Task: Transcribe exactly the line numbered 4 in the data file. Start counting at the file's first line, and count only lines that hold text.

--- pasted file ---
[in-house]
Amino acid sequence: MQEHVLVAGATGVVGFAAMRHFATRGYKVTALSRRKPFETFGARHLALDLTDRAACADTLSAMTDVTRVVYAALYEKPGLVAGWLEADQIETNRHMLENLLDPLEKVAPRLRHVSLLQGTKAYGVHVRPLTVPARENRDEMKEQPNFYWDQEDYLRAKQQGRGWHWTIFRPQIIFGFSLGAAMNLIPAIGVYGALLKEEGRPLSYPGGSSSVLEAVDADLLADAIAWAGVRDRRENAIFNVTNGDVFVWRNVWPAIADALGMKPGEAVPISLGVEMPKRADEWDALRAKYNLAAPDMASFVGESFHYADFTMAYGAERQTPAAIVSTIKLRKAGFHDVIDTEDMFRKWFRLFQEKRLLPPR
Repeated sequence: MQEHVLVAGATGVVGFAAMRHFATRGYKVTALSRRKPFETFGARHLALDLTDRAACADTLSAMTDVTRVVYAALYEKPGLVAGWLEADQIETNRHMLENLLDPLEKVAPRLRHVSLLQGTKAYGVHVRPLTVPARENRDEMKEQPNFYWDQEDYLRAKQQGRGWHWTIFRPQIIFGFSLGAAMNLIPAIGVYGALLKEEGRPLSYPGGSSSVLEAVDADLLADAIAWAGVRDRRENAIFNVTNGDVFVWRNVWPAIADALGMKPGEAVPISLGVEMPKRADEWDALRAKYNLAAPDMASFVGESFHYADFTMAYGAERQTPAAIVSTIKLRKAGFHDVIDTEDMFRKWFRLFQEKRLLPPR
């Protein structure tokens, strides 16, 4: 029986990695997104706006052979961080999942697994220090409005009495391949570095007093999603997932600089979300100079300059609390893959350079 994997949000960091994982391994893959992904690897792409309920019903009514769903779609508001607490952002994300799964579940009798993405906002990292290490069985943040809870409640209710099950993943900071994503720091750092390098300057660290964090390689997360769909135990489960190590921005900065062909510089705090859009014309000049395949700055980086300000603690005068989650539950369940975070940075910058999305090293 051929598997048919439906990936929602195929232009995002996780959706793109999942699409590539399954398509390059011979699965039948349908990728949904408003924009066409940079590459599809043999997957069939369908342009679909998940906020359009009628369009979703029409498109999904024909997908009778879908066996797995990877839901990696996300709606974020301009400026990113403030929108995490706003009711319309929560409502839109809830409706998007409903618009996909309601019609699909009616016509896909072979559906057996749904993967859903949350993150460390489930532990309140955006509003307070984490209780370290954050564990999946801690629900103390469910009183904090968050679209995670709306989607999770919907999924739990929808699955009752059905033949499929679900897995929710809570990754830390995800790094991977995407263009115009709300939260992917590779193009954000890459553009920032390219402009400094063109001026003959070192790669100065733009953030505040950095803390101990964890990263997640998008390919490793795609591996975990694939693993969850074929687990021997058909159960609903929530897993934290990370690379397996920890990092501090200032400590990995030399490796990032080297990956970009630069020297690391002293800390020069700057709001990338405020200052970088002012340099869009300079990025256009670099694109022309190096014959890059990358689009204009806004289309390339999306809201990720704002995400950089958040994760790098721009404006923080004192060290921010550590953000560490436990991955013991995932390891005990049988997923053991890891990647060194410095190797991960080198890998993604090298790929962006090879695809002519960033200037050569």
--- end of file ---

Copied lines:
């Protein structure tokens, strides 16, 4: 029986990695997104706006052979961080999942697994220090409005009495391949570095007093999603997932600089979300100079300059609390893959350079 994997949000960091994982391994893959992904690897792409309920019903009514769903779609508001607490952002994300799964579940009798993405906002990292290490069985943040809870409640209710099950993943900071994503720091750092390098300057660290964090390689997360769909135990489960190590921005900065062909510089705090859009014309000049395949700055980086300000603690005068989650539950369940975070940075910058999305090293 051929598997048919439906990936929602195929232009995002996780959706793109999942699409590539399954398509390059011979699965039948349908990728949904408003924009066409940079590459599809043999997957069939369908342009679909998940906020359009009628369009979703029409498109999904024909997908009778879908066996797995990877839901990696996300709606974020301009400026990113403030929108995490706003009711319309929560409502839109809830409706998007409903618009996909309601019609699909009616016509896909072979559906057996749904993967859903949350993150460390489930532990309140955006509003307070984490209780370290954050564990999946801690629900103390469910009183904090968050679209995670709306989607999770919907999924739990929808699955009752059905033949499929679900897995929710809570990754830390995800790094991977995407263009115009709300939260992917590779193009954000890459553009920032390219402009400094063109001026003959070192790669100065733009953030505040950095803390101990964890990263997640998008390919490793795609591996975990694939693993969850074929687990021997058909159960609903929530897993934290990370690379397996920890990092501090200032400590990995030399490796990032080297990956970009630069020297690391002293800390020069700057709001990338405020200052970088002012340099869009300079990025256009670099694109022309190096014959890059990358689009204009806004289309390339999306809201990720704002995400950089958040994760790098721009404006923080004192060290921010550590953000560490436990991955013991995932390891005990049988997923053991890891990647060194410095190797991960080198890998993604090298790929962006090879695809002519960033200037050569």